“World ends — women, minorities hardest hit”? Don’t laugh too hard at that old joke about media bias — officials from Donald Trump on down are raising alarms about the coronavirus pandemic’s impact on minority communities.  The Washington Post offered readers a detailed look at the extent of the disparity today, focusing mainly on the African-American population in nine states and/or localities:

As the novel coronavirus sweeps across the United States, it appears to be infecting and killing black Americans at a disproportionately high rate, according to a Washington Post analysis of early data from jurisdictions across the country.

The emerging stark racial disparity led the surgeon general Tuesday to acknowledge in personal terms the increased risk for African Americans amid growing demands that public-health officials release more data on the race of those who are sick, hospitalized and dying of a contagion that has killed more than 12,000 people in the United States.

A Post analysis of available data and census demographics shows that counties that are majority-black have three times the rate of infections and almost six times the rate of deaths as counties where white residents are in the majority. …

African Americans’ higher rates of diabetes, heart disease and lung disease are well-documented, and Louisiana Gov. John Bel Edwards (D) noted that those health problems make people more vulnerable to the new respiratory disease. But there never has been a pandemic that brought the disparities so vividly into focus.

The difference was significant enough to prompt Surgeon General Dr. Jerome Adams to warn about it yesterday on CBS This Morning:

Yesterday afternoon, Donald Trump called the issue one of the challenges his administration faces in solving the coronavirus crisis:

President Trump publicly acknowledged for the first time the racial disparity at the White House task force briefing Tuesday.

“We are doing everything in our power to address this challenge, and it’s a tremendous challenge,” Trump said. “It’s terrible.” He added that Anthony S. Fauci, director of the National Institute of Allergy and Infectious Diseases, “is looking at it very strongly.”

“Why is it three or four times more so for the black community as opposed to other people?” Trump said. “It doesn’t make sense, and I don’t like it, and we are going to have statistics over the next probably two to three days.”

It’s not just the black community, though, at least not in New York City. Hispanics are also testing positive at disproportionally higher rates, and dying at higher rates, too, although proportionally a little less than blacks. The same is true for the state as a whole, which has Andrew Cuomo demanding to know why. At his press briefing today, Cuomo pledged to direct more testing resources to minority communities, and said the time has come to find out why poorer and disadvantaged communities bear a larger burden in disasters, including pandemics:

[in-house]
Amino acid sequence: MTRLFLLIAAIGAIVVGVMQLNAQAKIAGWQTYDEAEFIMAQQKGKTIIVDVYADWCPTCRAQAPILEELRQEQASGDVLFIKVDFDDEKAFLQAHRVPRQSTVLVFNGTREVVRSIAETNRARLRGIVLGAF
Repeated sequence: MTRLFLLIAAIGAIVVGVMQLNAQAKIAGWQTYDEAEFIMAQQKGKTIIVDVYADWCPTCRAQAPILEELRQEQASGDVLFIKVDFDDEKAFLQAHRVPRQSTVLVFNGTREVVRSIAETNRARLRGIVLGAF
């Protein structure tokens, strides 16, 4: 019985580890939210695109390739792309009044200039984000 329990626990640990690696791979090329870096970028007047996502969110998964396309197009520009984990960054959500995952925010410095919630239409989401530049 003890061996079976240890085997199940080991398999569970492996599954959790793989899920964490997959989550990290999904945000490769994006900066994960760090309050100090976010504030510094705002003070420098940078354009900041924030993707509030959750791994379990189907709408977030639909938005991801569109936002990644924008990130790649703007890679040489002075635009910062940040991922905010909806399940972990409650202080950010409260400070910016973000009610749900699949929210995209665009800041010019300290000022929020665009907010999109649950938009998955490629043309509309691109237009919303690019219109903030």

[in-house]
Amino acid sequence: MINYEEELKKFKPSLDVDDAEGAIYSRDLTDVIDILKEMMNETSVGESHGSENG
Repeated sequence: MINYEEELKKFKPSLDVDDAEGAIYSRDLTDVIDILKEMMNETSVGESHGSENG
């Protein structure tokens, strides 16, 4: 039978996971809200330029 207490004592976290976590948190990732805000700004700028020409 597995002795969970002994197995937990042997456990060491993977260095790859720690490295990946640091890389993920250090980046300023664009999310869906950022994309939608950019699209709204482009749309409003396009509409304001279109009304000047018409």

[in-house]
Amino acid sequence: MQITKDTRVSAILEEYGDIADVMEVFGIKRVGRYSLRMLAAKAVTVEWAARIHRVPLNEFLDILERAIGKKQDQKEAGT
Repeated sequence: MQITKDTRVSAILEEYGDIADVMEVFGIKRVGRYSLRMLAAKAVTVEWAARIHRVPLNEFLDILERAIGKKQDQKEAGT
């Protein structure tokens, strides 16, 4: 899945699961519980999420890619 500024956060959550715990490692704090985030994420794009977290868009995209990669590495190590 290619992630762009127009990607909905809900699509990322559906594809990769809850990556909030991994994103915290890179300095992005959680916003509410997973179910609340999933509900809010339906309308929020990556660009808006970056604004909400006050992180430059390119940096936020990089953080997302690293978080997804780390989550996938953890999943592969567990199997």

Bill de Blasio wants to know why too, he declared earlier in the day:

New state data about the ethnicities of NYC’s coronavirus deaths reveals a distressing disparity: African-American and Latino demographics represent the majority of confirmed fatalities from the virus.

Hispanics account for 34% of the city’s fatalities; black people, 28%; whites, 27%; and Asians, 7%, according to the state Health Department.

The groups make up 29%, 22%, 32% and 14% of the city’s population, respectively.

“It’s sick, it’s troubling, it’s wrong and we’re going to fight back with everything we’ve got,” Mayor de Blasio said at a Wednesday press conference.

The simpler explanation would be that minorities tend to live in denser urban areas, while the suburbs have lower percentages of those populations. In a pandemic, urban density matters a lot, as we have already seen in New York City. Even where whites live in NYC, they probably live in less-dense parts of the city, or in environments where interaction can be more easily restricted.

The data from outside of the Big Apple suggests something else is going, however. When excluding NYC, black deaths account for twice as high a percentage than their percentage of the population (18%/9%), Hispanic deaths three points higher (14/11), while white deaths account for a significantly lower portion (62/75). The only ethnic demo with parity outside of NYC are Asians, whose deaths within NYC are the most disproportionately low of any group (7/14).

So what’s going on? In the absence of widespread population testing, it’s tough to know. It’s significant enough to warrant more resources applied to determine what’s happening, as Trump also said yesterday, but it could be many things, some of which Cuomo mentions: co-morbidity, more presence in essential service industries, and poorer care being among them. One point not mentioned is that exposure in these communities might have been earlier and more intense than first occurred among whites in NYC and elsewhere, for a variety of socio-economic reasons. If that’s the case, we should expect these numbers to eventually hit a proportional level, but no one wants to wait for weeks to see where the numbers are heading.

The bottom line is that we need more population-survey testing, and not just for one community over another. But if we’re seeing more vulnerability for certain sets of Americans in a sustained and widespread manner, we’d be foolish not to put attention and resources in place to find out why.